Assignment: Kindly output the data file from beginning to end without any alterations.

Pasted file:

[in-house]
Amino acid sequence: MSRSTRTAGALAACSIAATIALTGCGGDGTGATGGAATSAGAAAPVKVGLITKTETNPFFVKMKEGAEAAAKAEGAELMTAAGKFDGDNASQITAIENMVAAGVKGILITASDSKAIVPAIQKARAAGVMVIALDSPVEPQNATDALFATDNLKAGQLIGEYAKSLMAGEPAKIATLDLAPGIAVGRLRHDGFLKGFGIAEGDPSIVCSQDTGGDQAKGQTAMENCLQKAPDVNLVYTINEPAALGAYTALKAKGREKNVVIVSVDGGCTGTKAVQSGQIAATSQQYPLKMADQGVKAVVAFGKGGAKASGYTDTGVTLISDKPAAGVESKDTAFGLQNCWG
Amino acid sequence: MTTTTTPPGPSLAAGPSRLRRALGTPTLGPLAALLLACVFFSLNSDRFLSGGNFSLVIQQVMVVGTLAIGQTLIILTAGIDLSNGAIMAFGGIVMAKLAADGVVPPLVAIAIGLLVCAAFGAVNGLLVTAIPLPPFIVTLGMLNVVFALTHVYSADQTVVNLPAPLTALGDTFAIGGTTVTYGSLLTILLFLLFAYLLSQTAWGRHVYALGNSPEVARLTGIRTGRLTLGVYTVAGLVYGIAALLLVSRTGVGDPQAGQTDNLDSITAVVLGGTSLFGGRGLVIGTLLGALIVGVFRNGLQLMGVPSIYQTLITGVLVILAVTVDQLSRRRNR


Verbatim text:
[in-house]
Amino acid sequence: MSRSTRTAGALAACSIAATIALTGCGGDGTGATGGAATSAGAAAPVKVGLITKTETNPFFVKMKEGAEAAAKAEGAELMTAAGKFDGDNASQITAIENMVAAGVKGILITASDSKAIVPAIQKARAAGVMVIALDSPVEPQNATDALFATDNLKAGQLIGEYAKSLMAGEPAKIATLDLAPGIAVGRLRHDGFLKGFGIAEGDPSIVCSQDTGGDQAKGQTAMENCLQKAPDVNLVYTINEPAALGAYTALKAKGREKNVVIVSVDGGCTGTKAVQSGQIAATSQQYPLKMADQGVKAVVAFGKGGAKASGYTDTGVTLISDKPAAGVESKDTAFGLQNCWG
Amino acid sequence: MTTTTTPPGPSLAAGPSRLRRALGTPTLGPLAALLLACVFFSLNSDRFLSGGNFSLVIQQVMVVGTLAIGQTLIILTAGIDLSNGAIMAFGGIVMAKLAADGVVPPLVAIAIGLLVCAAFGAVNGLLVTAIPLPPFIVTLGMLNVVFALTHVYSADQTVVNLPAPLTALGDTFAIGGTTVTYGSLLTILLFLLFAYLLSQTAWGRHVYALGNSPEVARLTGIRTGRLTLGVYTVAGLVYGIAALLLVSRTGVGDPQAGQTDNLDSITAVVLGGTSLFGGRGLVIGTLLGALIVGVFRNGLQLMGVPSIYQTLITGVLVILAVTVDQLSRRRNR